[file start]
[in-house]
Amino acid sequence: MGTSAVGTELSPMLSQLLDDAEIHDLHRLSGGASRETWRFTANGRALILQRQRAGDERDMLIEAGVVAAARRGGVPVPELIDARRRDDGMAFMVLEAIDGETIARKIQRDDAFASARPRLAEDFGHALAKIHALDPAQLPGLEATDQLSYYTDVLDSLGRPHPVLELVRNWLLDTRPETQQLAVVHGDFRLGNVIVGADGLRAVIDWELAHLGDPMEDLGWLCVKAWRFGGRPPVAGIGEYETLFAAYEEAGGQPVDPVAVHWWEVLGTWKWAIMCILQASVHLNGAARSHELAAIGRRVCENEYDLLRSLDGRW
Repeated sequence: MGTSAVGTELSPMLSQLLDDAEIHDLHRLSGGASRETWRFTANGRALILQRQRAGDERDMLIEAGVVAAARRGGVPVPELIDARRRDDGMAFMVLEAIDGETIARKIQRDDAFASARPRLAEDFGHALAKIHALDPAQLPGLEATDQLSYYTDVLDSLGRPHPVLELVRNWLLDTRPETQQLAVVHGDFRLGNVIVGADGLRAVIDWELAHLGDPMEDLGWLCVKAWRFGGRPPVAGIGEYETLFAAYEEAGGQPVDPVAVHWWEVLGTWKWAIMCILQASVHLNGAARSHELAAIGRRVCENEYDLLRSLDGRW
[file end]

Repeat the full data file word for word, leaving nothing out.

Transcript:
[in-house]
Amino acid sequence: MGTSAVGTELSPMLSQLLDDAEIHDLHRLSGGASRETWRFTANGRALILQRQRAGDERDMLIEAGVVAAARRGGVPVPELIDARRRDDGMAFMVLEAIDGETIARKIQRDDAFASARPRLAEDFGHALAKIHALDPAQLPGLEATDQLSYYTDVLDSLGRPHPVLELVRNWLLDTRPETQQLAVVHGDFRLGNVIVGADGLRAVIDWELAHLGDPMEDLGWLCVKAWRFGGRPPVAGIGEYETLFAAYEEAGGQPVDPVAVHWWEVLGTWKWAIMCILQASVHLNGAARSHELAAIGRRVCENEYDLLRSLDGRW
Repeated sequence: MGTSAVGTELSPMLSQLLDDAEIHDLHRLSGGASRETWRFTANGRALILQRQRAGDERDMLIEAGVVAAARRGGVPVPELIDARRRDDGMAFMVLEAIDGETIARKIQRDDAFASARPRLAEDFGHALAKIHALDPAQLPGLEATDQLSYYTDVLDSLGRPHPVLELVRNWLLDTRPETQQLAVVHGDFRLGNVIVGADGLRAVIDWELAHLGDPMEDLGWLCVKAWRFGGRPPVAGIGEYETLFAAYEEAGGQPVDPVAVHWWEVLGTWKWAIMCILQASVHLNGAARSHELAAIGRRVCENEYDLLRSLDGRW